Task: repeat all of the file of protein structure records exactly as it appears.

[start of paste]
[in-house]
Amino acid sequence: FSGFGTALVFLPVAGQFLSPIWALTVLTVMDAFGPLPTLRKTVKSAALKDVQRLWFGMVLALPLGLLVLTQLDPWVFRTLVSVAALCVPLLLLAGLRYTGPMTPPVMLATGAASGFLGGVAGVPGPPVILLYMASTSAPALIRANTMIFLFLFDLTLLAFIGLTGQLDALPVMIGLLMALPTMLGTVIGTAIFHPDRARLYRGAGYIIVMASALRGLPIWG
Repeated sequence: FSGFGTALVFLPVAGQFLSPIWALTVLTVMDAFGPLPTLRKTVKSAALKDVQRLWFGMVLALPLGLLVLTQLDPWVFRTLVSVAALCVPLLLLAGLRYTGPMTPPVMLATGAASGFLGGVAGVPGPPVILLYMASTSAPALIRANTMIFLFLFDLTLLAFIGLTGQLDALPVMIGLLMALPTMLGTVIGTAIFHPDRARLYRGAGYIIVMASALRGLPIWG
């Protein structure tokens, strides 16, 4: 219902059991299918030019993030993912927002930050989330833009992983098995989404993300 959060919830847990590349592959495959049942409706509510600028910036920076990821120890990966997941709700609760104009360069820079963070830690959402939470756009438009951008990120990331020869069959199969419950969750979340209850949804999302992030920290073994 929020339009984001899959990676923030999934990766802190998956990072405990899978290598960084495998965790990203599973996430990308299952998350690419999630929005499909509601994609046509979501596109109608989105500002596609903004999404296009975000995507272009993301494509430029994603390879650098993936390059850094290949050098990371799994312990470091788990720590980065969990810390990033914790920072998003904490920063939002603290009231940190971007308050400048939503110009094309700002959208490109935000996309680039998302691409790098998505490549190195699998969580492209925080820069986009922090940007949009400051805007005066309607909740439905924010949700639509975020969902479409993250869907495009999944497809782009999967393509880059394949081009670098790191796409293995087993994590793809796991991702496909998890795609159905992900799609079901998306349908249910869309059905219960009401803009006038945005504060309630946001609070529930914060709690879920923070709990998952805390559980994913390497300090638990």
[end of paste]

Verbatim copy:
[in-house]
Amino acid sequence: FSGFGTALVFLPVAGQFLSPIWALTVLTVMDAFGPLPTLRKTVKSAALKDVQRLWFGMVLALPLGLLVLTQLDPWVFRTLVSVAALCVPLLLLAGLRYTGPMTPPVMLATGAASGFLGGVAGVPGPPVILLYMASTSAPALIRANTMIFLFLFDLTLLAFIGLTGQLDALPVMIGLLMALPTMLGTVIGTAIFHPDRARLYRGAGYIIVMASALRGLPIWG
Repeated sequence: FSGFGTALVFLPVAGQFLSPIWALTVLTVMDAFGPLPTLRKTVKSAALKDVQRLWFGMVLALPLGLLVLTQLDPWVFRTLVSVAALCVPLLLLAGLRYTGPMTPPVMLATGAASGFLGGVAGVPGPPVILLYMASTSAPALIRANTMIFLFLFDLTLLAFIGLTGQLDALPVMIGLLMALPTMLGTVIGTAIFHPDRARLYRGAGYIIVMASALRGLPIWG
């Protein structure tokens, strides 16, 4: 219902059991299918030019993030993912927002930050989330833009992983098995989404993300 959060919830847990590349592959495959049942409706509510600028910036920076990821120890990966997941709700609760104009360069820079963070830690959402939470756009438009951008990120990331020869069959199969419950969750979340209850949804999302992030920290073994 929020339009984001899959990676923030999934990766802190998956990072405990899978290598960084495998965790990203599973996430990308299952998350690419999630929005499909509601994609046509979501596109109608989105500002596609903004999404296009975000995507272009993301494509430029994603390879650098993936390059850094290949050098990371799994312990470091788990720590980065969990810390990033914790920072998003904490920063939002603290009231940190971007308050400048939503110009094309700002959208490109935000996309680039998302691409790098998505490549190195699998969580492209925080820069986009922090940007949009400051805007005066309607909740439905924010949700639509975020969902479409993250869907495009999944497809782009999967393509880059394949081009670098790191796409293995087993994590793809796991991702496909998890795609159905992900799609079901998306349908249910869309059905219960009401803009006038945005504060309630946001609070529930914060709690879920923070709990998952805390559980994913390497300090638990």